Reading The Purpose Driven Life, with Schopenhauer

                                                                                                           —December 2012

Really—I don’t know what the meaning or purpose of life is. But it looks exactly as if something were meant by it.
—Carl Jung

 

i.

 

The Truth will make us miserable, Rick Warren says. That sounds

Bruce Beasley is the author of eight collections of poems, including his most recent, All Soul Parts Returned (2017) and Theophobia (2012), both from BOA Editions. A native of Macon, Georgia, he lives in Bellingham, Washington, and is a professor of English at Western Washington University.

Honeymooners

I miss the grain of Ralph, and the grain

of Ed, and Trixie’s grain, and especially

the grain of Alice, whose pretty, pointed body

would never, ever land on the moon. Alice

was earthbound; Alice was of 

the street, and

Laura Newbern’s Love and the Eye was selected by Claudia Rankine as the winner of the 2010 Kore Press First Book Award. Her poems have appeared in the Atlantic Monthly, Poetry, the Oxford American, TriQuarterly, and Stand, and in the anthologies Best New Poets and Urban Nature. An associate professor of English and creative writing at Georgia College and State University, Newbern serves as the poetry editor of Arts & Letters. Her other honors include a residency at Yaddo and a Writer’s Award from the Rona Jaffe Foundation.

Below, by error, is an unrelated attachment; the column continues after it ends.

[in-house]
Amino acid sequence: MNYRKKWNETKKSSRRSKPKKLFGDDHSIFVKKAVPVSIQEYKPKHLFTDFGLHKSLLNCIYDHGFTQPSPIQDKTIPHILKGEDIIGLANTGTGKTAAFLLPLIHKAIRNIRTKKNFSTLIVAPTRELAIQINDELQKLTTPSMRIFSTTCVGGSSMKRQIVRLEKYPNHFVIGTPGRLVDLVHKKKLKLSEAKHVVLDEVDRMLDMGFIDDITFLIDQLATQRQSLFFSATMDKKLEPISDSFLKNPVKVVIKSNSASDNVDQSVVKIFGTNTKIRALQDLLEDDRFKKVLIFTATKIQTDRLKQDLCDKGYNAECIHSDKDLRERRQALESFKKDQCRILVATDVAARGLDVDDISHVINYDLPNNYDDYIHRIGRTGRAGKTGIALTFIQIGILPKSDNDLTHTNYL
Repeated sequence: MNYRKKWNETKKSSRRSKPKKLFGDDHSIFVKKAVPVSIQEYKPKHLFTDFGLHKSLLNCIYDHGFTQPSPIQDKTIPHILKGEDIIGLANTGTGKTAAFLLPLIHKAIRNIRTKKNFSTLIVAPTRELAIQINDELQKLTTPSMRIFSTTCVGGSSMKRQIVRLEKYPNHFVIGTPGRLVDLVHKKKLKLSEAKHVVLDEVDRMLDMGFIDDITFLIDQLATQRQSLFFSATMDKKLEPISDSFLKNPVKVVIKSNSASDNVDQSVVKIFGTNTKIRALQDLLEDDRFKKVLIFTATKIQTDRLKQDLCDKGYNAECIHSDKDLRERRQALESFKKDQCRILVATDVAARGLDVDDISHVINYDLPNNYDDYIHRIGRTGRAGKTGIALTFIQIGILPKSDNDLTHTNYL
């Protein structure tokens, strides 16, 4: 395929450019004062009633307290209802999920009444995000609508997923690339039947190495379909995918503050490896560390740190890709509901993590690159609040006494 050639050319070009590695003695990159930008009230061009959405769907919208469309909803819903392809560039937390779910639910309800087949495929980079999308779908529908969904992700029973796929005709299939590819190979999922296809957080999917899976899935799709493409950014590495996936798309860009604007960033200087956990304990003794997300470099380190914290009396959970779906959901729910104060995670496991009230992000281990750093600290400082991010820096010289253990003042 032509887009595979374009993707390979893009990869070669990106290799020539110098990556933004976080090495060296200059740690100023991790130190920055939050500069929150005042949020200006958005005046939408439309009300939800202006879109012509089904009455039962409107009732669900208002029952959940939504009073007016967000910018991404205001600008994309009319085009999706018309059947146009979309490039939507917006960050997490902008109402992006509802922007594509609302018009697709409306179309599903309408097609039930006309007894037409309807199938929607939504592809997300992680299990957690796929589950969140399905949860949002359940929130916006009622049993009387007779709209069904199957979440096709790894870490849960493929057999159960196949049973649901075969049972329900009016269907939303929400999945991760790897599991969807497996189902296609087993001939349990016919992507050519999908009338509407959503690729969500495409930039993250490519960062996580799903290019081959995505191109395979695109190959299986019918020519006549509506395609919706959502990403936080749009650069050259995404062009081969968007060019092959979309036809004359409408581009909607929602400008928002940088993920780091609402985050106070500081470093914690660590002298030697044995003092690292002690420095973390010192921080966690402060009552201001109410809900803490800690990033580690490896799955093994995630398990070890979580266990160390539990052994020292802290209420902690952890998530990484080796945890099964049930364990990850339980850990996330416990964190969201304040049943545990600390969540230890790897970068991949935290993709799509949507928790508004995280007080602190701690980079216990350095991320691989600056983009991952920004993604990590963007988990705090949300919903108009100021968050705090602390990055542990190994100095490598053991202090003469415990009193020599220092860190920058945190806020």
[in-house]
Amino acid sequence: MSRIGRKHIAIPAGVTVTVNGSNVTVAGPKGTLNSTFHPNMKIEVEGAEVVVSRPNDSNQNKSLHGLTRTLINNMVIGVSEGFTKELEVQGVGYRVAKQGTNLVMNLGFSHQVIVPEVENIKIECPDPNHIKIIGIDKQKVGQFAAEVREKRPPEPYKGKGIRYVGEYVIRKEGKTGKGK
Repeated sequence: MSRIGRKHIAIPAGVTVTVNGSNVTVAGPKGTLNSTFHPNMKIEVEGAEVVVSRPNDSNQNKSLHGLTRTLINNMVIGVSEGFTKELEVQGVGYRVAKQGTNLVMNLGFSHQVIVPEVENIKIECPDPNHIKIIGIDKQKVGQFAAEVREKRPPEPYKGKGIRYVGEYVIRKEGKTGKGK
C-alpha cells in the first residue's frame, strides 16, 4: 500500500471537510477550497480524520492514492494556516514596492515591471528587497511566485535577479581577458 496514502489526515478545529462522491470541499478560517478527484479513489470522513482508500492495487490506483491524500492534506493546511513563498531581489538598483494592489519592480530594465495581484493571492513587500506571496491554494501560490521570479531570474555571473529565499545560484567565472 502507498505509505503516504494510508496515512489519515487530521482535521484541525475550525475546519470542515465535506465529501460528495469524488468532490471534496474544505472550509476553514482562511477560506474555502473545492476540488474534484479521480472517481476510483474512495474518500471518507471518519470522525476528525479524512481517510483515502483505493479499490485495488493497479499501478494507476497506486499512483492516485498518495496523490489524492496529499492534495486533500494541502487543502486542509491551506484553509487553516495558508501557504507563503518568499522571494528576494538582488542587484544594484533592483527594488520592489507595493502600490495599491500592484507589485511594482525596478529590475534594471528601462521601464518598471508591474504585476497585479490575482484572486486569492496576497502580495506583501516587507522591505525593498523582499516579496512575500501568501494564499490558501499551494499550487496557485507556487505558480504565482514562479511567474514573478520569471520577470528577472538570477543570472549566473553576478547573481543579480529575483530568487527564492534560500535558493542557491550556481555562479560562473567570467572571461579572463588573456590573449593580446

Shadow Animals

I.

On any afternoon in Stein’s grocery store parking lot in Troy, Montana, a truck—American made, four-wheel drive, dented and dirt-streaked, axles riding high—will pull in and park. A young sawyer will jump from the cab. His beard is trimmed …

Julie Riddle is the craft essay editor for Brevity and the creative nonfiction editor for Rock & Sling at Whitworth University, where she works as senior writer for marketing and development and associate editor of Whitworth Today. Her essay in The Georgia Review is her first publication.

Creative Responses to Worlds Unraveling: The Artist in the 21st Century

In 2007 I published a political novel. I’d never intended to write it.